We've frequently covered Marcus Books store in San Francisco which was best known for its 'jazz roots', and being in the space that was previously a popular nightclub called "Bop City," and frequented by musicians like Billie Holiday and Sammy Davis Jr. While the store is currently transitioning to the African American Art and Cultural Complex after facing foreclosure on their old space, we would like to take you back to Oakland's location where it all started, and has just as much fascinating history.
The store's tagline "offering books for and by black people" speaks to the mission of the original owners Julian and Raye Richardson. The duo opened the store in 1960 during a crucial time in the civil rights movement when the Black Panther Party and Black Arts Movement established. Marcus Books served as their sanctuary and a resource center for them to gain all the knowledge they needed to feel confident in fighting back against racial inequality.
Now operated by their daughters Blanche and Karen Richardson, the store continues to thrive and keeps up with community engaging traditions by hosting events, supporting local artists and African American authors. Over the years the Oakland store has been visited by prominent African American leaders like Angela Davis and Maya Angelou, to name a few.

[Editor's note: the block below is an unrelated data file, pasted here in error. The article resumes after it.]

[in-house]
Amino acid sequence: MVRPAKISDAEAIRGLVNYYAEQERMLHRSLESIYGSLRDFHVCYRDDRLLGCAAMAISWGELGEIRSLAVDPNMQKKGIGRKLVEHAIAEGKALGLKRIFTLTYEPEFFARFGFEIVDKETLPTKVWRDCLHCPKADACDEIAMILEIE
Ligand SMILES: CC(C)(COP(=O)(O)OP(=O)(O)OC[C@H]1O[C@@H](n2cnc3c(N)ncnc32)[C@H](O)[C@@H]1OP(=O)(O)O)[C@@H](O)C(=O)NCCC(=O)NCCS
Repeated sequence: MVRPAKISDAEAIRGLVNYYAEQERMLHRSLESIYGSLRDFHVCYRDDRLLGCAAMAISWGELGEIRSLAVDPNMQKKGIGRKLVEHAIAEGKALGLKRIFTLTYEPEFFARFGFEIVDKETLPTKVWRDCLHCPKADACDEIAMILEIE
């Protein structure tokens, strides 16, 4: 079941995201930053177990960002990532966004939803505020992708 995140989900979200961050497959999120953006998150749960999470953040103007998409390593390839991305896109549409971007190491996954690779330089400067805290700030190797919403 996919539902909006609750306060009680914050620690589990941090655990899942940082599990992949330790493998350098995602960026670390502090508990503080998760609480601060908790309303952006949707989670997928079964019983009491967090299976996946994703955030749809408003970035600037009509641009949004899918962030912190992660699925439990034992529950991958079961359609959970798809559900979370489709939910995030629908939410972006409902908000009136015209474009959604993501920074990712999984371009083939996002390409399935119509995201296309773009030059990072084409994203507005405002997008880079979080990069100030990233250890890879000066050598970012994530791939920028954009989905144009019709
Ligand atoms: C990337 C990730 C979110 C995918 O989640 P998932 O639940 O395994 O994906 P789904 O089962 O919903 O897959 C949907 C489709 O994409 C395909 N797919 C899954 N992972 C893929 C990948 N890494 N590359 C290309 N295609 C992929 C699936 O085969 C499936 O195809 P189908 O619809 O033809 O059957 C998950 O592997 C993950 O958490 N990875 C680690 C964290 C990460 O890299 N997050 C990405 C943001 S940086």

Hoodline caught up with Karen Richardson, to talk about what today's culture is like in the community surrounding Marcus Books and how it affects the business:
Has business picked up in the Oakland store, since the hiatus of the San Francisco location?
Karen: It’s interesting because I read some statistics recently that said the number one readers in America are black women. I have noticed since the transition of the San Francisco store, I have witnessed that black people, in general, are reading more again. Oakland has always had a steady clientele, even with ninety- percent of bookstores failing.
What were some of the most notable events hosted at the Oakland's location in 2016?
Karen: Terry McMillan hosted a conversation about her latest book in June called Almost Forgot About You. Terry is a longtime friend of Blanche and we were one of the first bookstores to support her when she wrote her second book called Disappearing Acts. She was running around trying to get support from other bookstores and it was hard, so as she went down her list and and made the call to Marcus Books, Blanche answered and agreed to host her book release, and even picked her up from the airport. The book release had a line down the street and around the corner. She and Blanche have been tight ever since. They have a friendship that is not dependent on the rise of her book sales.
Karen: Emory Douglass who was the minister of culture for The Black Panther party, was traveling all over the world and brought back some Polynesian activists for a discussion on activism in time for the 50th Anniversary of the Black Panther movement. What attracted me to them most was their energy because they had this spirit that made me feel like I was back in the 60’s. They are incredibly connected to their culture. After the discussion, they busted into one of their chants and you can hear the strength and commitment in their voices. I wouldn’t mess with them for nothing.